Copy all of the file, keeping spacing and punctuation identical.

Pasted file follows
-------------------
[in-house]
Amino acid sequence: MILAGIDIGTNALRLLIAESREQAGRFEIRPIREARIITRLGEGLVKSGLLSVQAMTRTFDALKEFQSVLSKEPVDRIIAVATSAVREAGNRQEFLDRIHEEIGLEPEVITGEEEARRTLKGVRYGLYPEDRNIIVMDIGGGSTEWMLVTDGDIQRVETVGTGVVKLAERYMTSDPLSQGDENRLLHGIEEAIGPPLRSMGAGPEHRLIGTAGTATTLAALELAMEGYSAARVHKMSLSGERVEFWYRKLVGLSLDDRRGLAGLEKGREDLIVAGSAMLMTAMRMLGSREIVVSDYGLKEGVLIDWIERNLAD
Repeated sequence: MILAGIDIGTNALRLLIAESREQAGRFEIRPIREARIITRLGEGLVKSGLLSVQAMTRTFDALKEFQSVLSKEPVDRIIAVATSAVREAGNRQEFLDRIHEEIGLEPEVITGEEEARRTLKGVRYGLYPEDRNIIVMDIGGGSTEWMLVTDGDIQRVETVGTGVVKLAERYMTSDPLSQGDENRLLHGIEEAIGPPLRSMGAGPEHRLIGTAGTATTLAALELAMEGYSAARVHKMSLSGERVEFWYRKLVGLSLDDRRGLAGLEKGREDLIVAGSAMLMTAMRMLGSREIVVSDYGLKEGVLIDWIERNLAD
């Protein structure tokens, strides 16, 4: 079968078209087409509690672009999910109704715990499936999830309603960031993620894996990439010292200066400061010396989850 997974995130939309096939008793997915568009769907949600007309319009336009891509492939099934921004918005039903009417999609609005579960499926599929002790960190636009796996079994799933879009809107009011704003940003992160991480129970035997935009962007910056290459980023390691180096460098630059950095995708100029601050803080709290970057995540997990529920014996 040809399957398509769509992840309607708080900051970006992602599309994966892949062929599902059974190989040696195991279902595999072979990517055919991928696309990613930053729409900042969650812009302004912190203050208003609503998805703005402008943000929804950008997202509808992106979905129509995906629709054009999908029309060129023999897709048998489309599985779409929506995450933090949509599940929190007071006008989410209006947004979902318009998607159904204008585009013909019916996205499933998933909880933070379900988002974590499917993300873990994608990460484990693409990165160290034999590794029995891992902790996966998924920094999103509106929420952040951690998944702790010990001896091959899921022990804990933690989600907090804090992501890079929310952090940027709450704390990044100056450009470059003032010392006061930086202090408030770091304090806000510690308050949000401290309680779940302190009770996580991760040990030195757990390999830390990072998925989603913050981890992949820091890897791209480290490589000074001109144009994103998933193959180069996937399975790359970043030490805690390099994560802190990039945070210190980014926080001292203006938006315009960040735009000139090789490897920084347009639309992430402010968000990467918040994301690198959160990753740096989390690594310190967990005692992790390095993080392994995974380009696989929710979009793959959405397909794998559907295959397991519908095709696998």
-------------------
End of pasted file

[in-house]
Amino acid sequence: MILAGIDIGTNALRLLIAESREQAGRFEIRPIREARIITRLGEGLVKSGLLSVQAMTRTFDALKEFQSVLSKEPVDRIIAVATSAVREAGNRQEFLDRIHEEIGLEPEVITGEEEARRTLKGVRYGLYPEDRNIIVMDIGGGSTEWMLVTDGDIQRVETVGTGVVKLAERYMTSDPLSQGDENRLLHGIEEAIGPPLRSMGAGPEHRLIGTAGTATTLAALELAMEGYSAARVHKMSLSGERVEFWYRKLVGLSLDDRRGLAGLEKGREDLIVAGSAMLMTAMRMLGSREIVVSDYGLKEGVLIDWIERNLAD
Repeated sequence: MILAGIDIGTNALRLLIAESREQAGRFEIRPIREARIITRLGEGLVKSGLLSVQAMTRTFDALKEFQSVLSKEPVDRIIAVATSAVREAGNRQEFLDRIHEEIGLEPEVITGEEEARRTLKGVRYGLYPEDRNIIVMDIGGGSTEWMLVTDGDIQRVETVGTGVVKLAERYMTSDPLSQGDENRLLHGIEEAIGPPLRSMGAGPEHRLIGTAGTATTLAALELAMEGYSAARVHKMSLSGERVEFWYRKLVGLSLDDRRGLAGLEKGREDLIVAGSAMLMTAMRMLGSREIVVSDYGLKEGVLIDWIERNLAD
């Protein structure tokens, strides 16, 4: 079968078209087409509690672009999910109704715990499936999830309603960031993620894996990439010292200066400061010396989850 997974995130939309096939008793997915568009769907949600007309319009336009891509492939099934921004918005039903009417999609609005579960499926599929002790960190636009796996079994799933879009809107009011704003940003992160991480129970035997935009962007910056290459980023390691180096460098630059950095995708100029601050803080709290970057995540997990529920014996 040809399957398509769509992840309607708080900051970006992602599309994966892949062929599902059974190989040696195991279902595999072979990517055919991928696309990613930053729409900042969650812009302004912190203050208003609503998805703005402008943000929804950008997202509808992106979905129509995906629709054009999908029309060129023999897709048998489309599985779409929506995450933090949509599940929190007071006008989410209006947004979902318009998607159904204008585009013909019916996205499933998933909880933070379900988002974590499917993300873990994608990460484990693409990165160290034999590794029995891992902790996966998924920094999103509106929420952040951690998944702790010990001896091959899921022990804990933690989600907090804090992501890079929310952090940027709450704390990044100056450009470059003032010392006061930086202090408030770091304090806000510690308050949000401290309680779940302190009770996580991760040990030195757990390999830390990072998925989603913050981890992949820091890897791209480290490589000074001109144009994103998933193959180069996937399975790359970043030490805690390099994560802190990039945070210190980014926080001292203006938006315009960040735009000139090789490897920084347009639309992430402010968000990467918040994301690198959160990753740096989390690594310190967990005692992790390095993080392994995974380009696989929710979009793959959405397909794998559907295959397991519908095709696998």